Bharti Airtel Chairman Sunil Mittal asks top brass to keep faith

 Bharti Airtel founder and Chairman Sunil Mittal, who was last week summoned by a court to face criminal charges in an airwaves allocation case, has said the company has always maintained the highest standards of corporate governance and urged his senior managers to hold their heads high, even as he acknowledged that he and the telco are dealing with a difficult situation.

"Let me assure you that we have done nothing wrong... Nonetheless, we have to deal with this difficult situation. Over the next few days, we will prepare our legal position and I believe we have a strong case," Mittal said in an email to the company's top 60 managers on Saturday. The email, which has been viewed by ET, is Mittal's first address to a wider audience after he was summoned by the court as an accused. It acquaints the company's senior managers with facts of the case concerning events that happened a decade ago, and seeks to keep up their morale. "Each one of you must hold your head high for we have always done what is ethical and right, and will continue to do so," he wrote.

Bharti AirtelBSE -0.88 % chairman quoted the Bhagwad Gita: "No one who does good work will ever come to a bad end, either here or in the world to come."

Mittal appealed to his senior executives to keep giving their best and continue winning in the marketplace. "For me, one of our biggest achievements at Bharti Airtel has been our ability to build a world-class institution where we have insulated the operations from being distracted by sometimes very vicious attacks from our business rivals," he said.

Last week, the
Central Bureau of Investigation (CBI) special court, which is hearing all matters relating to alleged irregularities in the spectrum allocation process dating back to 2002, named the Bharti Airtel founder, Essar Group Vice-Chairman Ravi Ruia and former Hutchison Max (now Vodafone) managing director Asim Ghosh as accused in one of the cases and ordered them to appear in court on April 11, the next hearing of the case. CBI had filed criminal charges in December against Bharti and Vodafone, as well as government officials, for tweaking rules to allot additional spectrum over the prescribed limit in 2002 under a lower revenue share regime, which led to an alleged loss of .`846.4 crore to the exchequer.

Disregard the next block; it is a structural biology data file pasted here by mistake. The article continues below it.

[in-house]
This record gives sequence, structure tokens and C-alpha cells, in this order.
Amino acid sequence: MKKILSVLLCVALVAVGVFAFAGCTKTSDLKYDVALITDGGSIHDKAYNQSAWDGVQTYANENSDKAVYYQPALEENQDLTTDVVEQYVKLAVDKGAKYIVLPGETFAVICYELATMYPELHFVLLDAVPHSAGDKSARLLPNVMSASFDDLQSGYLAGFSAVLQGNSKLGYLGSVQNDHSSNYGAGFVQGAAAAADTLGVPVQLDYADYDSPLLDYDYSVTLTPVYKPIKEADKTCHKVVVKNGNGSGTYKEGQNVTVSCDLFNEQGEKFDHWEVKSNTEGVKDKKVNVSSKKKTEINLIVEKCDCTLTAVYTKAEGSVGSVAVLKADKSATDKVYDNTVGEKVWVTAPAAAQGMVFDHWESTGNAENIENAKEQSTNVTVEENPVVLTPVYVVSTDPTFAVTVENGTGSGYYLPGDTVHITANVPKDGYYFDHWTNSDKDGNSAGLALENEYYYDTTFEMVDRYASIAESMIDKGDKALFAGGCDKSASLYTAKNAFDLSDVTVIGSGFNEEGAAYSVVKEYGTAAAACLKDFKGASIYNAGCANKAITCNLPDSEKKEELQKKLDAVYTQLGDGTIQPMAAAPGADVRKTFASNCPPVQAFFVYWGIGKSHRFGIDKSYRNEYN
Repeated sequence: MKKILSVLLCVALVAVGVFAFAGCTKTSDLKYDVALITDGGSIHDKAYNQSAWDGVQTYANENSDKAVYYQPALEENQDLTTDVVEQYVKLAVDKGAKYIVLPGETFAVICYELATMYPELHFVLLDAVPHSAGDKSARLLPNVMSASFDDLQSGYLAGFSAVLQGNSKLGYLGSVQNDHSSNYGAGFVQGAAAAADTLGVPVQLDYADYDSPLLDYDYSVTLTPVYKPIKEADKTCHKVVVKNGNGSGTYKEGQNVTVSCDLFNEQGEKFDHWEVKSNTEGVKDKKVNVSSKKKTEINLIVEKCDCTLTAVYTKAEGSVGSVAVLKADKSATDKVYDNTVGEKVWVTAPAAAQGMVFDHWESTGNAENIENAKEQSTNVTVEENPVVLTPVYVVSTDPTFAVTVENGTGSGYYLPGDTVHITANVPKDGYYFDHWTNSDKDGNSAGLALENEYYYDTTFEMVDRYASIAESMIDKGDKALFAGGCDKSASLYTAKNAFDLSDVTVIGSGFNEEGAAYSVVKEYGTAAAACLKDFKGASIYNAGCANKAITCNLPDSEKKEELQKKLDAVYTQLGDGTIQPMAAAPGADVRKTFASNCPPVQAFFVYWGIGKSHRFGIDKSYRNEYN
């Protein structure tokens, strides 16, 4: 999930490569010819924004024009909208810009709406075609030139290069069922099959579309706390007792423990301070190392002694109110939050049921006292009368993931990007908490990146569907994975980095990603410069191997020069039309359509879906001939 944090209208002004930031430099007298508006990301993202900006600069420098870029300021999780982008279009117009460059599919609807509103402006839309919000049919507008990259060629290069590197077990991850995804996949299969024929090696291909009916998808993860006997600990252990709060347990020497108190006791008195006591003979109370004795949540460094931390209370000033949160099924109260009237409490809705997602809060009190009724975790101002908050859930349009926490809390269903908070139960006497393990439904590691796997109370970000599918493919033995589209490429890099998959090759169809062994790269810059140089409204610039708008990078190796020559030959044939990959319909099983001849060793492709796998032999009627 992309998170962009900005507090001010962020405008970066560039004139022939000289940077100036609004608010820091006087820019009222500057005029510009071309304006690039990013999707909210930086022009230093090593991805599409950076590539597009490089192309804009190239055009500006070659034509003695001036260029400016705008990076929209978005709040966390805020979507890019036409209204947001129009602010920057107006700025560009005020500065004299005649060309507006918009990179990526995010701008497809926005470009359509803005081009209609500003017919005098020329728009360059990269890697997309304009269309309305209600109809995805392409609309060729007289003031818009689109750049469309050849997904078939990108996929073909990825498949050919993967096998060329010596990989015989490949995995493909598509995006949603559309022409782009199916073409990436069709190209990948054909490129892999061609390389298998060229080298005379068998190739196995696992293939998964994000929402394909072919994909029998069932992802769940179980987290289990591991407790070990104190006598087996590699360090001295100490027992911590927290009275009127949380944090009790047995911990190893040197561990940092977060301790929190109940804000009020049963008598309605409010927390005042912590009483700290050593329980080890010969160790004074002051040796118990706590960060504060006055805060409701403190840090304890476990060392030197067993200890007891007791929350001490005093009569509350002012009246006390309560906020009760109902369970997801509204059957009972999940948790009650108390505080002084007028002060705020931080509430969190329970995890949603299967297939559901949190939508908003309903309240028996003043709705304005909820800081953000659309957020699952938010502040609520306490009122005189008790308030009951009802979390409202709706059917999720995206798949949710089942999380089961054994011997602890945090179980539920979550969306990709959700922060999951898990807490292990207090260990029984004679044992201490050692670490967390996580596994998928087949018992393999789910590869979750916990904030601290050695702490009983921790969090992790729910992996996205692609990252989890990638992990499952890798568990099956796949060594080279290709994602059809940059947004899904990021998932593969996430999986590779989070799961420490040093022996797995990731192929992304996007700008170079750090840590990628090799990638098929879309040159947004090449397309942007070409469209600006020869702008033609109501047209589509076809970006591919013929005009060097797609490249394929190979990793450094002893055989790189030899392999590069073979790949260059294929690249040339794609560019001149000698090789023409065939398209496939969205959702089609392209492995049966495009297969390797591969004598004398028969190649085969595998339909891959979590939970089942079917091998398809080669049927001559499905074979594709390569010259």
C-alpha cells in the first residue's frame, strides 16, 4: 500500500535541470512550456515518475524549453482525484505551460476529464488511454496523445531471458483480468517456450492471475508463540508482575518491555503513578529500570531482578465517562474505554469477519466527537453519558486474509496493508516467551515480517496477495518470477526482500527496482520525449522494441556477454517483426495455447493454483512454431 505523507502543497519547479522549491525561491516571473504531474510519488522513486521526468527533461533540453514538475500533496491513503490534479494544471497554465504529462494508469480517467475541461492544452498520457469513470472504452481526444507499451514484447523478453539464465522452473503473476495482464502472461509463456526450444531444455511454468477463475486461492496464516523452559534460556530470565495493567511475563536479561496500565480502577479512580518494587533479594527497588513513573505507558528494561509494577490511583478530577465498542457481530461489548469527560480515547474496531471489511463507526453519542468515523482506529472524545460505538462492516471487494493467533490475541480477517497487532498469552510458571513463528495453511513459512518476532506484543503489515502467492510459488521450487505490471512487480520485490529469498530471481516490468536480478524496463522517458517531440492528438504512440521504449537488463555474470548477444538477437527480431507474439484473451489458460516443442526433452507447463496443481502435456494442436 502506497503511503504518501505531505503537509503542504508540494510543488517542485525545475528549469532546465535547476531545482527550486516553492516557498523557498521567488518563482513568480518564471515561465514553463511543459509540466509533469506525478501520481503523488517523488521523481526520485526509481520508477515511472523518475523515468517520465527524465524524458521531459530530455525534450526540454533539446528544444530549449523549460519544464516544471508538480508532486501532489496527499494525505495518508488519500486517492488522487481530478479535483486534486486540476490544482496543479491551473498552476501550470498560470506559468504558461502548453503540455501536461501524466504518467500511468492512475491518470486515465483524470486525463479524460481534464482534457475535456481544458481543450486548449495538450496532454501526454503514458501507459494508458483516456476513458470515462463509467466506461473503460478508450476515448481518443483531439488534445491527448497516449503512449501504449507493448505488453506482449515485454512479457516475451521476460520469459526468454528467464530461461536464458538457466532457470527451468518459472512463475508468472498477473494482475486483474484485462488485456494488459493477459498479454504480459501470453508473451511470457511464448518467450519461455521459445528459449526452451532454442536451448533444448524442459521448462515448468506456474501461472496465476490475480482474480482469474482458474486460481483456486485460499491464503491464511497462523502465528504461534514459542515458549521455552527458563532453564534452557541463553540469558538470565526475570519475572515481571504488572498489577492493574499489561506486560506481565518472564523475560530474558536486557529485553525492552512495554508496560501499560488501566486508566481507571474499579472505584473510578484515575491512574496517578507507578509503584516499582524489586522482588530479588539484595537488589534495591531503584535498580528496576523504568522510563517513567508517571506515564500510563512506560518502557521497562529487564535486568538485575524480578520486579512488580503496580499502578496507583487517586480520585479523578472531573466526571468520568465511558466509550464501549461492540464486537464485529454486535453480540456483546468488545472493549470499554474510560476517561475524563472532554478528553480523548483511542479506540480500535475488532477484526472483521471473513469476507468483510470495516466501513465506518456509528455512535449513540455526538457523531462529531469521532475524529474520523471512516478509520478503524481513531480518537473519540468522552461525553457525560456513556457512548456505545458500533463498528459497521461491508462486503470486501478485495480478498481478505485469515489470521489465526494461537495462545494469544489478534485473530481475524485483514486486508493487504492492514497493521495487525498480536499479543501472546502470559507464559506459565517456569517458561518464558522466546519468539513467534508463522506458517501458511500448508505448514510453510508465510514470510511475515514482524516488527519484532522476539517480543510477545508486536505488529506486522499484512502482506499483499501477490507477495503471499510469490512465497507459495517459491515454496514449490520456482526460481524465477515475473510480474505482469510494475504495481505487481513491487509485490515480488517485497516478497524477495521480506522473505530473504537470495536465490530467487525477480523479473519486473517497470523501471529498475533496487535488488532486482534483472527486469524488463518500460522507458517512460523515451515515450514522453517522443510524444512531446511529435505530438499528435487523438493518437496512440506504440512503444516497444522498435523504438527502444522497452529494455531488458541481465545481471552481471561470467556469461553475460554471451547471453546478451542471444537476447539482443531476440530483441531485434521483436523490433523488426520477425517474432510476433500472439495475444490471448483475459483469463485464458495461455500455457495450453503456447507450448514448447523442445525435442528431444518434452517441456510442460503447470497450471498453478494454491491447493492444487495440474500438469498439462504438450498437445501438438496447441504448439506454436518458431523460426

While CBI had not named any company executives nor levied any charges against them when it filed its charge sheet, Judge OP Saini said the three executives 'used to chair board meetings' and controlled their respective companies' affairs and added that there was 'enough material on the record to proceed against' them. This case is different from the alleged multi-billion-dollar 2G spectrum scam, where former telecom minister A Raja and 16 others accused, including lawmaker Kanimozhi and top executives of three telecom companies, are currently standing trial. Mittal, in the email, said the company was ready to fight the case in the courts. "I have complete faith in the judicial process of the country and have no doubt that our stand will be vindicated," he wrote.

He thanked his managers for their support and concern. "The biggest strength that I draw is from the fact that we have attracted the best talent represented in each one of you who, coming from distinguished backgrounds, have made Bharti Airtel into a global telecom leader... How can you support me? My answer is by continuing to get better at what we do," he said. The Bharti Group chairman's internal communication reiterates the company's position that CBI had not found any evidence of conspiracy against any individual, and the government had on several occasions stated in Parliament that additional spectrum granted to all operators and related spectrum usage charges were as per policy.

According to Bharti, the company was eligible for additional airwaves in February 2002, but was given these frequencies after a five-month delay, despite 'the fact that the spectrum was available and the company was fully entitled to it'.

The company's position is that the second part of the spectrum was given in December 2003 during the tenure of then communications minister
Arun Shourie, against whom there are no allegations of wrongdoing. It also points out spectrum continued to be allocated under this policy until April 2010 under three separate ministers of telecom and six secretaries in the telecom department.